Shooting death of LaVoy Finicum justified, ‘necessary,” prosecutor says
The investigation into the death of LaVoy Finicum, killed during the occupation of Malheur National Wildlife Refuge in January, shows that the three fatal shots fired by Oregon State Police were justified “and, in fact, necessary,” Malheur County District Attorney Dan Norris said Tuesday.
In total, eight shots were fired, the investigation showed. Oregon State Police officers at the roadblock where Finicum was shot fired three times at Finicum’s truck as he drove toward a roadblock, Deschutes County Sheriff L. Shane Nelson said. The officers believed Finicum “planned to crash through or otherwise evade the roadblock” and could injure or kill law enforcement officers at the scene, Norris said.
As Finicum exited his vehicle with a loaded Ruger 9 mm handgun in the left-hand interior pocket of his jacket, he was instructed to get on the ground three times, Nelson said.
Despite Finicum defying those orders and reaching toward the pocket containing the gun, two nearby state police officers did not immediately open fire, and a third officer attempted to move in with a Taser, Nelson said. Finicum was out of range of the Taser, he said.
When Finicum reached for his pocket a third time, two troopers opened fire, hitting him three times in the back — in the left shoulder, below the neck and on the right side of his lower back.
FBI agents fired the other two shots before Finicum exited the vehicle, Nelson said. One missed the truck, while the other hit the truck’s roof, the sheriff said.
The names of the law enforcement officers involved are not being released out of concern for “their safety and the safety of their families,” Norris said, adding that there had been threats against the officers, including rewards offered by extremist groups.
Finicum was the lone armed occupier of the Malheur National Wildlife Refuge to die at law enforcement’s hands in the 41-day standoff.
The occupation of part of the federal wildlife refuge ended peacefully February 11 when the last four occupiers surrendered to authorities. They’d once been among a larger group who took over the refuge’s headquarters in a defiant protest of federal land policies. They decried the arson convictions of father-and-son ranchers Dwight and Steven Hammond (though the Hammonds insisted they didn’t want help from the occupiers, led by Ammon Bundy.)
For weeks, authorities positioned themselves outside a Malheur National Wildlife Refuge building near Burns — not charging in to get the occupiers but not giving them a free pass to stay or easily leave either.
Some of the occupiers insisted that they planned to stay as long as it took and that they were prepared to die.
Finicum was the only one who did.
Finicum drove away from police, FBI says
Finicum was driving one of two vehicles authorities tracked leaving the Malheur refuge January 26. One — carrying Bundy, the protest leader whose father, Cliven, was at the center of a similar armed standoff in 2014 — pulled over to a stop, and the people inside came out peacefully.
Video posted to the FBI’s YouTube channel showed Finicum kept going. He stopped at one point (and an occupant from his truck got out) and then resumed driving “at a high rate of speed,” Greg Bretzing, the FBI’s special agent in charge in Oregon, said two days after the shooting.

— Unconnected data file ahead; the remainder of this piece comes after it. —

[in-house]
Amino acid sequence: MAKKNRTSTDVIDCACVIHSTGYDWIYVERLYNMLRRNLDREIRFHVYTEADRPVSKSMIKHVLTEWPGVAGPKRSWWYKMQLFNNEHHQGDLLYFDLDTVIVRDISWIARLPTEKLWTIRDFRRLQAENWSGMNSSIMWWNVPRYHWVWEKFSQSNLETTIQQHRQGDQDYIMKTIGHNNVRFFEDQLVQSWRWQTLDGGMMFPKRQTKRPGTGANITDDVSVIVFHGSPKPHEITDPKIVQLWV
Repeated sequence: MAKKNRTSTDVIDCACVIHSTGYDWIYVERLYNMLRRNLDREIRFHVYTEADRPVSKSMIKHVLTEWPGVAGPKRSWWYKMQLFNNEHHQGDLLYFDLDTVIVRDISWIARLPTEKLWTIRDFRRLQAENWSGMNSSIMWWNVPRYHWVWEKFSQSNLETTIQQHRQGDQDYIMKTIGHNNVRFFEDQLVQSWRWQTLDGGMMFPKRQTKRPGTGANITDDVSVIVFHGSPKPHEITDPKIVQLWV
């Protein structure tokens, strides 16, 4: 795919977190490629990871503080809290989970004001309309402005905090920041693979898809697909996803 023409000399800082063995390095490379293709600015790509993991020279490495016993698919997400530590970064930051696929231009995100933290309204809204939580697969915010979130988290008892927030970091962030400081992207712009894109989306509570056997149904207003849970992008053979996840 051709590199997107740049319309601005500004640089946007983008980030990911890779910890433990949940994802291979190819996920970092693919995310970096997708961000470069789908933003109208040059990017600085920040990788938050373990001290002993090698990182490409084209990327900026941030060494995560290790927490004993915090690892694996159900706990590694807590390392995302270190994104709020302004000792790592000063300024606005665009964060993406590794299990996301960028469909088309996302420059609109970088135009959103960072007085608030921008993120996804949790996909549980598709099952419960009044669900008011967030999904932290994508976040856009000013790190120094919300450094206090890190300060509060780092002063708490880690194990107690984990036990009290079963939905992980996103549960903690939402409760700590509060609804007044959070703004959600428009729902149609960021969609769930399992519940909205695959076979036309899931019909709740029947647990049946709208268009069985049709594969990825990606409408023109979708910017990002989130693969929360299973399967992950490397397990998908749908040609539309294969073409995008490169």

Approaching a roadblock on U.S. Highway 395, his white truck apparently missed a spike strip and narrowly avoided hitting an FBI agent before becoming stuck in a snowbank. Finicum then got out.
“On at least two occasions, Finicum reaches his right hand toward a pocket … on his jacket,” Bretzing told reporters in January. “He did have a loaded 9 mm semi-automatic handgun in that pocket.
“At this time, (Oregon State Police) troopers shot Finicum.”
Victoria Sharp, 18, later told CNN that she was one of three people inside the truck. She alleged Finicum had been unjustly gunned down, challenging the assertion that he’d reached for a weapon.
“He was not doing anything aggressive, anything,” Sharp insisted. “He was just walking.”
Explaining that authorities released the video showing Finicum’s final minutes “in the interest of transparency,” Bretzing said then. “We know there are various versions of what occurred during this event: most inaccurate, some inflammatory.
“To that end, we want to do what we can to lay out an honest and unfiltered view of what happened and how it happened.”
The shooting occurred in Harney County, but Bretzing has said the Deschutes County Sheriff’s Office would conduct “the outside review of the shooting per Oregon state law and established protocols.”
Late rancher vowed he wouldn’t go to prison
The Arizona rancher and published author left behind 11 children, some of whom were adopted. And this family — “like the Brady Bunch on steroids,” Finicum told CNN in December — was growing, with two grandchildren on the way.
“So I’ve got a lot to live for,” he said.
Finicum remained defiant, at times sitting outside the occupiers’ Malheur refuge compound in a rocking chair, a rifle in his hands.
“I’m here to make it easy for the FBI to find me,” he said, adding that he wouldn’t use the rifle “unless someone points a weapon at me.”
While Finicum stated he felt the ordeal could “be peacefully resolved,” there was one outcome he couldn’t envision: time behind bars.
“I’m just not going to prison,” Finicum said. “Look at the stars. There’s no way I’m going to sit in a concrete cell where I can’t see the stars and roll out my bedroll on the ground. That’s just not going to happen.
“I want to be able to get up in the morning and throw my saddle on my horse and go check on my cows. It’s OK. I’ve lived a good life. God’s been gracious to me.”
By Greg Botelho, CNN
CNN’s Eliott C. McLaughlin, Holly Yan, Jason Kravarik and Kyung Lah contributed to this report.